A resource for visualising and calligraphy of
Buddhist mantras and seed syllables.
The Visible Mantra Book
The book contains all the mantras seen on the website, plus a few extras ones, in four scripts: Siddhaṃ, Lantsa, dbu can, and Devanāgarī, along with seed-syllables, dhāraṇī, and Pāli chants -- all with meticulously researched notes. Essays on mantra from this site and from Jayarava's blog are included as well as notes on the Sanskrit language, the various scripts used to write it.
Support Visible Mantra
Other projects in the pipeline include the Visible Mantra Book, a Siddhaṃ primer, and a history of Mantra in Buddhism. See also Jayarava's Blog.
My thanks to those generous people who've already given
Mantras are the mysterious sound symbols associated with Indian spiritual practice. We often ask "what does a mantra mean?", but a better question is what does it do? A Buddhist mantra evokes and invokes qualities of the Awakened mind. Mantras bring us into relationship with Enlightenment, and are a vehicle by which our consciousness can awaken to the way things really are. They are rooted in age old traditions emphasising the interconnectedness of all things. For Buddhists a mantra may also be an expression of devotion towards, or faith in, the Three Jewels.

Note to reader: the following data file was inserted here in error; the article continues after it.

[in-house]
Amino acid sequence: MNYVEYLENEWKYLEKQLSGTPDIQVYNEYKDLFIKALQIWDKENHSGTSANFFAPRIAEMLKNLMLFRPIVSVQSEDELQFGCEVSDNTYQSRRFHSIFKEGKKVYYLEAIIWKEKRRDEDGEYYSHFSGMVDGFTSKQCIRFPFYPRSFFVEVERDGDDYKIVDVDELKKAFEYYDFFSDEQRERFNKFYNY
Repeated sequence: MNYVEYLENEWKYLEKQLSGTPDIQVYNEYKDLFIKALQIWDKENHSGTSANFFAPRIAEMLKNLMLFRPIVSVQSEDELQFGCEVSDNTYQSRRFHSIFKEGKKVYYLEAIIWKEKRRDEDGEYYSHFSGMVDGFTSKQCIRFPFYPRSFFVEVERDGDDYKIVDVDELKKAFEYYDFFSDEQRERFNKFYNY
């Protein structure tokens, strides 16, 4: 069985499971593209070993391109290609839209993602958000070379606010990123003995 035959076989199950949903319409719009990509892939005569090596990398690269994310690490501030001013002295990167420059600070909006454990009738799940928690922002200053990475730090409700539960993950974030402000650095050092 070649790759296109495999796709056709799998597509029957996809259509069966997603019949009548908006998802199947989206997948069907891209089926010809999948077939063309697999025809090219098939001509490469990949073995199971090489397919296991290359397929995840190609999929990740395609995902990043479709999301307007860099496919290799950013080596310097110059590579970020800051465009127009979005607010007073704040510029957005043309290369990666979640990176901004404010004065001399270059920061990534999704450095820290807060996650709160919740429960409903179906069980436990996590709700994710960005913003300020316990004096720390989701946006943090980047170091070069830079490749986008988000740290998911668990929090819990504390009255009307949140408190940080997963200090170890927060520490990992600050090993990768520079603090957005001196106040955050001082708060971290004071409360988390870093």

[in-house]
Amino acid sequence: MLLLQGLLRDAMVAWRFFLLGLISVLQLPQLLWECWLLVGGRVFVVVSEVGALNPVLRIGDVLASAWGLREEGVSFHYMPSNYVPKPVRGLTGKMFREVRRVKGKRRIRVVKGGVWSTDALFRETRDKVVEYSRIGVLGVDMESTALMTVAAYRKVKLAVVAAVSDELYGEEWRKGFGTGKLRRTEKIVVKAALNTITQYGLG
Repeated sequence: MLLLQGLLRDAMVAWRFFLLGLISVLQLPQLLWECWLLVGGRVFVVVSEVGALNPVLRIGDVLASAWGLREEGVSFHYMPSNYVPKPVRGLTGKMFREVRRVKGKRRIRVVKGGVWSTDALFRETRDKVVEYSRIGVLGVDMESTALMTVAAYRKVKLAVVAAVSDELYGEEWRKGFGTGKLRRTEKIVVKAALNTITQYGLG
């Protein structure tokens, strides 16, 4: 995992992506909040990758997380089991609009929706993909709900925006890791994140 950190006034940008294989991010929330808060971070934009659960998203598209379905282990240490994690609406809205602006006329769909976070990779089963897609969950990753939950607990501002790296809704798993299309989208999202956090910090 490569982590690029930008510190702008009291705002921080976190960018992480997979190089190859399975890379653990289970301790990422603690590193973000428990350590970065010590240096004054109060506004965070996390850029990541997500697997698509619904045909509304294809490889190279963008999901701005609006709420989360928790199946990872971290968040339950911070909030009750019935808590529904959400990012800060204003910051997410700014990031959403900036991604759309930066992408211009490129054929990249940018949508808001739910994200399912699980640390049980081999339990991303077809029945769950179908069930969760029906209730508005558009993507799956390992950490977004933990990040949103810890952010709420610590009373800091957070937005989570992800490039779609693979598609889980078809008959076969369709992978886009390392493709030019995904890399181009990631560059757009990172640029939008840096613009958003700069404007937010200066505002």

As writing encapsulates sounds, so a written mantra captures something of the symbolism of the mantric sound. Visible Mantra presents calligraphy of the seed syllables (bīja) and mantras used in the most common Buddhist visualisation and devotional practices performed in the Triratna Buddhist Order. Additional mantras from the Shingon School and Tibetan lineages are included. The main script used on Visible Mantra is Siddhaṃ, but it also features Tibetan, and Lantsa/Ranjana examples.
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For mantra meditation, and meditation in general, try the wildmind.org Mantra Meditation page.